How to Get the Most From a Personal Pastors’ Retreat
Posted on May 23, 2019 by Erin Culleny in Retreat Planning
Personal pastors’ retreats are a fabulous way to recharge and nourish your spirit – but how can you be sure you’re getting the most out of yours?
Check out these five tips to make your retreat even more special.
Five Tips to Get More From a Pastors’ Personal Retreat
In order to get the most out of your retreat, which we know you’re looking forward to, try not to look at it as “time off.” It’s really time on – and it’s incredibly important for you and, in a more roundabout way, for your congregation. Use these tips to make sure you’re capitalizing on the important days you’ve earmarked for your pastors’ personal retreat:
- Zero in on your purpose
- Step away from your normal routine
- Turn off your access to technology
- List the issues you’re working on
- Find someone to “debrief” with
1. Zero in on your purpose.
Why are you taking the retreat? It’s not just time away from work – it’s a special time to dive into the issues you’re dealing with and look for answers. It’s a time to get closer to God and reaffirm your purpose as a clergy member, too.
2. Step away from your normal routine.
Part of what makes a retreat successful is its ability to push you outside your comfort zone – so during your retreat, make sure you spend as much time outside your normal routine as possible. These types of retreats are ideal for “shaking things up” and combating burnout.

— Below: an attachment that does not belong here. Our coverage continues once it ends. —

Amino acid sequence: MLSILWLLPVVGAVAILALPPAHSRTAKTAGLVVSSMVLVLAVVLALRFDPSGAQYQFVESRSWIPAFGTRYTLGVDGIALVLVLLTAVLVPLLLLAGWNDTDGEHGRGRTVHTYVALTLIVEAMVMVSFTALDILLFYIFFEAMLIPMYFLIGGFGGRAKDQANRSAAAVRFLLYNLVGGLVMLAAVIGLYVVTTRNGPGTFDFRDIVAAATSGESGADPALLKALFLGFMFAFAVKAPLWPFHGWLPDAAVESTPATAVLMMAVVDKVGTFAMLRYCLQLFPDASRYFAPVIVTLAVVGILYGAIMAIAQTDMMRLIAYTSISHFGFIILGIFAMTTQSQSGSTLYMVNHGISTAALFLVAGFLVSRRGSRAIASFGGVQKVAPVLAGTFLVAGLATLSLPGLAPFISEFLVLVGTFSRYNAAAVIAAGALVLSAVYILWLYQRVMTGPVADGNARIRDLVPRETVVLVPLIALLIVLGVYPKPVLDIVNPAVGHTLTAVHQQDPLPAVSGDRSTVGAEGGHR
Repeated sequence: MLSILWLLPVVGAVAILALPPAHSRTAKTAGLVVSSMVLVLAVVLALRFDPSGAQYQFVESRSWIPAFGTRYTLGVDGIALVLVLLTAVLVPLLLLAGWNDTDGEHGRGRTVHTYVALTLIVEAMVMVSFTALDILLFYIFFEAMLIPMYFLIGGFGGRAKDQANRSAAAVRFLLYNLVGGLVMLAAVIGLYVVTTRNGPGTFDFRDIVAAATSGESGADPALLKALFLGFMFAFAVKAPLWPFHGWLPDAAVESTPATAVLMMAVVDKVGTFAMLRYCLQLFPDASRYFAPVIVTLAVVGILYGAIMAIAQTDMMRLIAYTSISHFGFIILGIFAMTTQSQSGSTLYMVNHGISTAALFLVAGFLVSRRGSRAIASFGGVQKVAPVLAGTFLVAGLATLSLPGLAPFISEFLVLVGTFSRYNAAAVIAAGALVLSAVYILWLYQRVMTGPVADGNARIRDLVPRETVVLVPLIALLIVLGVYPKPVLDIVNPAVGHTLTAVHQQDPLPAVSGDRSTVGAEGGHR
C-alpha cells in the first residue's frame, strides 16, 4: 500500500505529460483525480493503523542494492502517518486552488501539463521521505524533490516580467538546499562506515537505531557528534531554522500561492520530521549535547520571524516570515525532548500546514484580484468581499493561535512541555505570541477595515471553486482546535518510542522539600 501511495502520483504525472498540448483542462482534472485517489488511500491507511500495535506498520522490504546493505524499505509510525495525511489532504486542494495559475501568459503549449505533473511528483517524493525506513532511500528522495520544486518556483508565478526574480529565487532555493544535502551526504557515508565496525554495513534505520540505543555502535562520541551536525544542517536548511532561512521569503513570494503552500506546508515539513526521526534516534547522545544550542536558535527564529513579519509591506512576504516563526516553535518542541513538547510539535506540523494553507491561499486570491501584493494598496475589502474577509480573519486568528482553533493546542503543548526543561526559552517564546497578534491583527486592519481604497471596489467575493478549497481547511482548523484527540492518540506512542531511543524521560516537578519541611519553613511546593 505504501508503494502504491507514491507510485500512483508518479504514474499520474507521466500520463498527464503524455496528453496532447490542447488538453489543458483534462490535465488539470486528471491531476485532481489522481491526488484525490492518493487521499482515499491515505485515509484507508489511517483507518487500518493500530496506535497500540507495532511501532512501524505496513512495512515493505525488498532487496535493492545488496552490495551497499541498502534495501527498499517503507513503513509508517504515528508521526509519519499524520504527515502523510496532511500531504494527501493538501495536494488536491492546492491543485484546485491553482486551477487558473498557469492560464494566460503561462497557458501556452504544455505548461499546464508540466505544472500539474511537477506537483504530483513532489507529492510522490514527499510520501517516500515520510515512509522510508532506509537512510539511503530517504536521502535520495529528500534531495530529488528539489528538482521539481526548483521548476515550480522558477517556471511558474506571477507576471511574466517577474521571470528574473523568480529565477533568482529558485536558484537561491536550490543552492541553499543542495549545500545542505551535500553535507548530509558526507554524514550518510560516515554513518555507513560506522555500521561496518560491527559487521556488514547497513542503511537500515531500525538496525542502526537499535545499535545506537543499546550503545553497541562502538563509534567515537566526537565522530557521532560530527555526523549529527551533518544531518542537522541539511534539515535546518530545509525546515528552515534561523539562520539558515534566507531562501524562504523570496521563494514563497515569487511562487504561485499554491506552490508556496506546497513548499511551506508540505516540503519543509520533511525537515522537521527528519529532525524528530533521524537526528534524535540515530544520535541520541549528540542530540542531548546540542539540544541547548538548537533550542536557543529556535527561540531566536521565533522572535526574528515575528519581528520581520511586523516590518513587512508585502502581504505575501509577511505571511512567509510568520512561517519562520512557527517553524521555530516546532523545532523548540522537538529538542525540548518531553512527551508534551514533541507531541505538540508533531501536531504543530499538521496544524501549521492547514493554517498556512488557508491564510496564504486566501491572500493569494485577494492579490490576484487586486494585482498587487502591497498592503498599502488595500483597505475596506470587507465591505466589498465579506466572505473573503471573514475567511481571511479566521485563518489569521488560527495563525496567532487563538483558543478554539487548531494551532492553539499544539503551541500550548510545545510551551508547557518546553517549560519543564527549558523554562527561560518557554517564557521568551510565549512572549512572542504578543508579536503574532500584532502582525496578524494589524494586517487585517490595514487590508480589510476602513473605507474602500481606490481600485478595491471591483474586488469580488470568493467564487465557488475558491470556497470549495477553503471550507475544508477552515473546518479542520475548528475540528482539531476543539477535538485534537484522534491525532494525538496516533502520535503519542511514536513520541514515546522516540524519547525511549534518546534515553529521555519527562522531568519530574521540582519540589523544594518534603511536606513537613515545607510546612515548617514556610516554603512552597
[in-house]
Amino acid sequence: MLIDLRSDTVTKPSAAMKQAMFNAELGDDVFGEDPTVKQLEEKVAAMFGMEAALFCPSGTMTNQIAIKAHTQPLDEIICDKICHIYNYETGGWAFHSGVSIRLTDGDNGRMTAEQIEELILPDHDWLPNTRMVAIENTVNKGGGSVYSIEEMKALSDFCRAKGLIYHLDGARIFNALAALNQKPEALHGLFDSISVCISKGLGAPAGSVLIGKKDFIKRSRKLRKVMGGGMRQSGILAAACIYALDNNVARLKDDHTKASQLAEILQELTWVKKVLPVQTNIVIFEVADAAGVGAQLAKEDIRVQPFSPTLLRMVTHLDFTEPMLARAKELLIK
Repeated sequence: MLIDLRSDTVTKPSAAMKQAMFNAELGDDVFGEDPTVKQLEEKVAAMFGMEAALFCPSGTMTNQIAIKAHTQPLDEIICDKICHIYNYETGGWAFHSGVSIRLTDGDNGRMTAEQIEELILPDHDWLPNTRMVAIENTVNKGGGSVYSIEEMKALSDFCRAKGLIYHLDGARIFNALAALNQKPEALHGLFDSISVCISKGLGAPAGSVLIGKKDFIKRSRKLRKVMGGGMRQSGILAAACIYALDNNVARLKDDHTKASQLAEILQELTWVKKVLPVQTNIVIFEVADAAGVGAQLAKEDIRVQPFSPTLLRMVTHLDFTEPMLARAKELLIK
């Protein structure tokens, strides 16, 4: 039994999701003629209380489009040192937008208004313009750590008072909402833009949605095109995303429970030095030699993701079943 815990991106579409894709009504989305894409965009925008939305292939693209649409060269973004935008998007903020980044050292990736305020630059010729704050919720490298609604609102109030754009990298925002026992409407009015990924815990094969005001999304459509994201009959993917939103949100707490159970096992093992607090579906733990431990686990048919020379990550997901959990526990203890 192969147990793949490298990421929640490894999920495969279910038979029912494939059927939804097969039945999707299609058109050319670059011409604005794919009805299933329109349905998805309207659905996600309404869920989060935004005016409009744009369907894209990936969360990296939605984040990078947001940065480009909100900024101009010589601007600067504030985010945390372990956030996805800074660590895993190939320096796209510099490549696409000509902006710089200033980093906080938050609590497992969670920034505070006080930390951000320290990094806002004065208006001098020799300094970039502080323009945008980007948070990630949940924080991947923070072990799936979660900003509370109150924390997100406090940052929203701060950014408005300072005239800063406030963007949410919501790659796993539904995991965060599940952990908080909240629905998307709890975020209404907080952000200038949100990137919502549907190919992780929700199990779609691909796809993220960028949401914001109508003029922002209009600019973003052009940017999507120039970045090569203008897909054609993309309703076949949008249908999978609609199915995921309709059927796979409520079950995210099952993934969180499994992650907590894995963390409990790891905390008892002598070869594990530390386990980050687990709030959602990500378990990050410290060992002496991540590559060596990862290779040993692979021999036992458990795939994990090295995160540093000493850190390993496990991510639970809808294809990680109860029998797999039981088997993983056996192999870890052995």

3. Turn off your access to technology.
Even if you need to be accessible, it’s a good idea to set aside specific hours for phone calls, emails, and text messages. Keep them very limited, because technology can keep pulling you back into the day-to-day routines you’re used to… and during a pastors’ personal retreat, you need to unplug.
4. List the issues you’re working on.
During your retreat, it’s important to list the issues you’re working on. When you zero in on problems you’re facing, you’ll be able to focus your prayers and your activities on solving them. Even if you’re not much of a list-maker, having everything in front of you in writing can help you stay focused on what’s most important.
5. Find someone to “debrief” with.
Whether you choose a fellow pastor who’s at the retreat with you or you call an old friend from home, it’s important that you can share your thoughts, progress, and revelations with someone you trust. Sometimes talking about things helps you overcome roadblocks, too – and even if it doesn’t, everyone could use some wise counsel from time to time.
Are You Considering Hosting a Personal Pastors’ Retreat?
America’s Keswick may be the ideal place for you to host a personal pastors’ retreat. With dedicated space for privacy, group classes and seminars, and so much more, our facilities can help you and your fellow clergy members reach your personal goals. If you’d like to learn more, please contact us today.